While the introductory screen within TravelUp’s “Trip Planner” area starts off simply – by simply typing in the first city of your planned destination, and then the city from which you’re departing. The beginning is simple enough, and well laid-out.
Typing in your first location of arrival prompts a second selection – where you’re originating from.
Once we select Miami, we’re able to dive a little deeper and add multiple cities we’re visiting. In this instance, we’re going to fly from Miami to London , and then visit Paris . Each destination will be three nights in duration each. You can customize this and the actual dates into and out of each city by clicking the “calendar” icon. I’ve pushed the dates for this test into September, more than three months away, to get a realistic idea of how expensive a flight itinerary would be in the timeframe it might actually be booked.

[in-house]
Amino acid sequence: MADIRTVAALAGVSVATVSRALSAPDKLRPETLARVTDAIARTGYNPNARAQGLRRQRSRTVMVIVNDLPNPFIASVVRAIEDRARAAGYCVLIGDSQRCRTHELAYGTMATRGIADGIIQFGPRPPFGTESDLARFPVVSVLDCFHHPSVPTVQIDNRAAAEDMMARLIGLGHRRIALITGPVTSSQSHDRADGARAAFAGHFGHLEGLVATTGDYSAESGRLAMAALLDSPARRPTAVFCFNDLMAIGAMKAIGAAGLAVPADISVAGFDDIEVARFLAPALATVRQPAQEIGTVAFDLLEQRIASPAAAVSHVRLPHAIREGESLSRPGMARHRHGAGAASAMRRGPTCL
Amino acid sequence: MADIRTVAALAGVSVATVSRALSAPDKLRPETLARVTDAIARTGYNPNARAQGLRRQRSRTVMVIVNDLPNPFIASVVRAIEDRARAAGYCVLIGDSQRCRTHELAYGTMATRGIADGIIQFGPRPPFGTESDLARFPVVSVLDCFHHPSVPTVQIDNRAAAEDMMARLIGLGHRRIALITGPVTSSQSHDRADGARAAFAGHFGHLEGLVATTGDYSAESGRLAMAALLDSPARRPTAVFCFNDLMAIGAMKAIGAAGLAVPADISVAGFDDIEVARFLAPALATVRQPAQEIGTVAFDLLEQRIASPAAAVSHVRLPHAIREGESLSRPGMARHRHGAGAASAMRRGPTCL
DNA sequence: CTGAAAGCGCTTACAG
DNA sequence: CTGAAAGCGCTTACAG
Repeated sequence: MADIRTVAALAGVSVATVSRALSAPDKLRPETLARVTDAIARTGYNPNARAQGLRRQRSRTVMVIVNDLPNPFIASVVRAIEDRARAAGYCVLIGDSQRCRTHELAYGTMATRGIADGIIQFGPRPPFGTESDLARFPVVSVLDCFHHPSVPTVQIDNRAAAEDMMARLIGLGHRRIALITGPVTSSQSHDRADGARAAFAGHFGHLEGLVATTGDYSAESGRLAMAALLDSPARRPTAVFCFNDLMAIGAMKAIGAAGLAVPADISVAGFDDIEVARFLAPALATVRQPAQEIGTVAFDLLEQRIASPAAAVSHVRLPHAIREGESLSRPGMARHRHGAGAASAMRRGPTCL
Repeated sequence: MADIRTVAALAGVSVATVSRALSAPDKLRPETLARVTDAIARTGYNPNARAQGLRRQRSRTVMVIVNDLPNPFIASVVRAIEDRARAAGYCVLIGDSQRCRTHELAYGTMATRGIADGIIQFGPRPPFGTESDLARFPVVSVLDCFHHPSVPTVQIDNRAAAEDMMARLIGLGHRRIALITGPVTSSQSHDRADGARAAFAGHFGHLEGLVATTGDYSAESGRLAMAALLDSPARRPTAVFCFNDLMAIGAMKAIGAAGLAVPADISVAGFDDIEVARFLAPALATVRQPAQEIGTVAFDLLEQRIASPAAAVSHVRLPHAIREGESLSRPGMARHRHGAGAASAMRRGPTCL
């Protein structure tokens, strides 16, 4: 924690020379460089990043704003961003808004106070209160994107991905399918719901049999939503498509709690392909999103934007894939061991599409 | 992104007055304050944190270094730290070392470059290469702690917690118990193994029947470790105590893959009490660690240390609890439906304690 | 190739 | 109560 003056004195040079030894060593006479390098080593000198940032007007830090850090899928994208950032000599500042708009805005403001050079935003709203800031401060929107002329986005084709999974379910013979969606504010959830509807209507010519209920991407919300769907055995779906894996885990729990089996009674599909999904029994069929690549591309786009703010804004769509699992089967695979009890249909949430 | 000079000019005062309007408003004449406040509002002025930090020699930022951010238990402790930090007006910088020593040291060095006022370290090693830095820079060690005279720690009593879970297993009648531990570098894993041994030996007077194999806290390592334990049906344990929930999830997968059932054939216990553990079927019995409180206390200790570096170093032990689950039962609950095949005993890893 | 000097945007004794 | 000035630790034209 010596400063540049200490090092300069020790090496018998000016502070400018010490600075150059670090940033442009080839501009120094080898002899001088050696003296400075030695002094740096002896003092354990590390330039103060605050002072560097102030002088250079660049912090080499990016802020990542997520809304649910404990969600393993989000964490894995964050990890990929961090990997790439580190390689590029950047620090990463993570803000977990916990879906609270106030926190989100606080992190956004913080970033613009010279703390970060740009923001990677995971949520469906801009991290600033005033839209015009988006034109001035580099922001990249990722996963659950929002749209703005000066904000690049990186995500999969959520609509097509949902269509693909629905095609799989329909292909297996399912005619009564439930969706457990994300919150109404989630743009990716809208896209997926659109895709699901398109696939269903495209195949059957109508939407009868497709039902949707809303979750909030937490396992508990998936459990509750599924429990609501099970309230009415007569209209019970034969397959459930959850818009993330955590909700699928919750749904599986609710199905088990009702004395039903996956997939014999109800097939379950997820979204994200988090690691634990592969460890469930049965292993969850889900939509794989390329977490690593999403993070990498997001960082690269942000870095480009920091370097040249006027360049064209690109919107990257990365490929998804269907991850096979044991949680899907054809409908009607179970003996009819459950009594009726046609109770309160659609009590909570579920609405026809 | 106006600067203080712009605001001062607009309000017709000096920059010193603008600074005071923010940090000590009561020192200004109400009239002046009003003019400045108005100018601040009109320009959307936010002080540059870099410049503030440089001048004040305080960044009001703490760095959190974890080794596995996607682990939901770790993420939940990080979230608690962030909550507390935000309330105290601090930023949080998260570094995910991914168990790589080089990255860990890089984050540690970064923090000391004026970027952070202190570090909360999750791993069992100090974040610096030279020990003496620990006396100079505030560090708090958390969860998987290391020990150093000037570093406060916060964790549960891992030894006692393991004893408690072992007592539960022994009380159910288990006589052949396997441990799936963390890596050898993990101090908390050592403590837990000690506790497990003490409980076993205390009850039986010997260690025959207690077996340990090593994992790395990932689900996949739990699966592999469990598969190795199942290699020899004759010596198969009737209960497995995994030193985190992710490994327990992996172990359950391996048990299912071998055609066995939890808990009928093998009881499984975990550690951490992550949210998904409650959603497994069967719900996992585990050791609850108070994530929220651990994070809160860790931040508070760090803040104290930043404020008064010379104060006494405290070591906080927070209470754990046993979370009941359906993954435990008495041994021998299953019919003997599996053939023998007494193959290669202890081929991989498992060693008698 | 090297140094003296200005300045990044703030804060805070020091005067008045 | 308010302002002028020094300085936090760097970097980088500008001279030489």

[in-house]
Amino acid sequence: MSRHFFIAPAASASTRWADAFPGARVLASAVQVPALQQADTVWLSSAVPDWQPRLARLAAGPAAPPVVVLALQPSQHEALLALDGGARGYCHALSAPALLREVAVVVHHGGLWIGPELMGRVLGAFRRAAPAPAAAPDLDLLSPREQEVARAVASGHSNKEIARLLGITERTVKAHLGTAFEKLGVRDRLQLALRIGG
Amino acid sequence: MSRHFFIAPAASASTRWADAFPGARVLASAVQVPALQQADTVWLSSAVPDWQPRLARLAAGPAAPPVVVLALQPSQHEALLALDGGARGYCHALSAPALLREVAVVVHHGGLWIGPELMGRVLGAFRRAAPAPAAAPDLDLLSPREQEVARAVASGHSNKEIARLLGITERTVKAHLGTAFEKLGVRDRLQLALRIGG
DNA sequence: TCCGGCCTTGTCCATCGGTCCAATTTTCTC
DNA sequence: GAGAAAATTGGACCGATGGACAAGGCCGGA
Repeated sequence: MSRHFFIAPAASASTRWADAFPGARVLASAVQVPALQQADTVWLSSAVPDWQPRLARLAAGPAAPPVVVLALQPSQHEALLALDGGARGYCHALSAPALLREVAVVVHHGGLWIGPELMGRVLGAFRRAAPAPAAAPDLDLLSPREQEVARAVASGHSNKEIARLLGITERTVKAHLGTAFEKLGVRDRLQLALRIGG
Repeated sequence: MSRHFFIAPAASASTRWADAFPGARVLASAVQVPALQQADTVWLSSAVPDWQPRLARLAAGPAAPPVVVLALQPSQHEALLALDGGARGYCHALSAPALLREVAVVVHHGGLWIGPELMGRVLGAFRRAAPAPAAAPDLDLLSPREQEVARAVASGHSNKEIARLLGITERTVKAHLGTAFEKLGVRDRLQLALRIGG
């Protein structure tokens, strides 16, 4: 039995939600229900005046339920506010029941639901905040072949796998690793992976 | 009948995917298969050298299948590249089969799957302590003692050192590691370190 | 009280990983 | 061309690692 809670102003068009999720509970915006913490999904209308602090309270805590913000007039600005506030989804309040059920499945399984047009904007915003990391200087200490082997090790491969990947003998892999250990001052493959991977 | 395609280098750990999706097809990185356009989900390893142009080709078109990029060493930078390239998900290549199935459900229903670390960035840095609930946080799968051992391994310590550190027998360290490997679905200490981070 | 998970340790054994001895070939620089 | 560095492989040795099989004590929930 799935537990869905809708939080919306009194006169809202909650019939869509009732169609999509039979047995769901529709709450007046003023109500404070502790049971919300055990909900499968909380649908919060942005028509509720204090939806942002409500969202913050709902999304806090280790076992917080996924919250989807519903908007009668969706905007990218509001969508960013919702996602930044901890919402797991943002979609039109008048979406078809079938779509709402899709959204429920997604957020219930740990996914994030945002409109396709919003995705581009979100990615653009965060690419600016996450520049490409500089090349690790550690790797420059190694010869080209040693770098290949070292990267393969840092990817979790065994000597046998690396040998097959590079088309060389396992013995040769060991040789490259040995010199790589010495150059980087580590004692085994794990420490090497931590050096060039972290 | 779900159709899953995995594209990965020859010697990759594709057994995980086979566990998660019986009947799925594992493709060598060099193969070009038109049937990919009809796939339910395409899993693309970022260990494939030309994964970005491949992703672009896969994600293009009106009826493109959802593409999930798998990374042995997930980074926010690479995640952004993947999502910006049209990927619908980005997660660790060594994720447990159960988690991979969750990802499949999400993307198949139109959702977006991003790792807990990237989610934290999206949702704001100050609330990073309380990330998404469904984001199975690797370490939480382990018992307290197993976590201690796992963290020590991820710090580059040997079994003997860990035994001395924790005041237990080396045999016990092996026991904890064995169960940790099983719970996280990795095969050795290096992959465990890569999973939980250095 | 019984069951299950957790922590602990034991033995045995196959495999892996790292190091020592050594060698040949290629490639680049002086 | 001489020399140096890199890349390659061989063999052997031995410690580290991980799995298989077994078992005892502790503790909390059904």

Then press “show flights” to see those options.
What comes up is a pretty simple list of available flight options, with sortable characteristics to the left such as the amount of layovers, departure times, and airlines available. Overall, the prices for such a flight are relatively inexpensive, especially in comparison to what you would find booking directly through the airlines. In this example, it’s just under 1,500 GPB for two people to fly out of Miami, to London, then to Paris with a layover in Dublin , and finally on the return flight to Miami.
The next capability is the ability to add excursions, such as sight-seeing or ticket purchasing through the website. This is a matter of preference, but it’s probably not something we would use. Instead, we’ll use a low-cost excursion provider like Viator for sight-seeing tours in London and Paris. Additionally, we’re advocates for being a little more spontaneous when you travel. Too much booking destroys any chance of magic happening when you travel.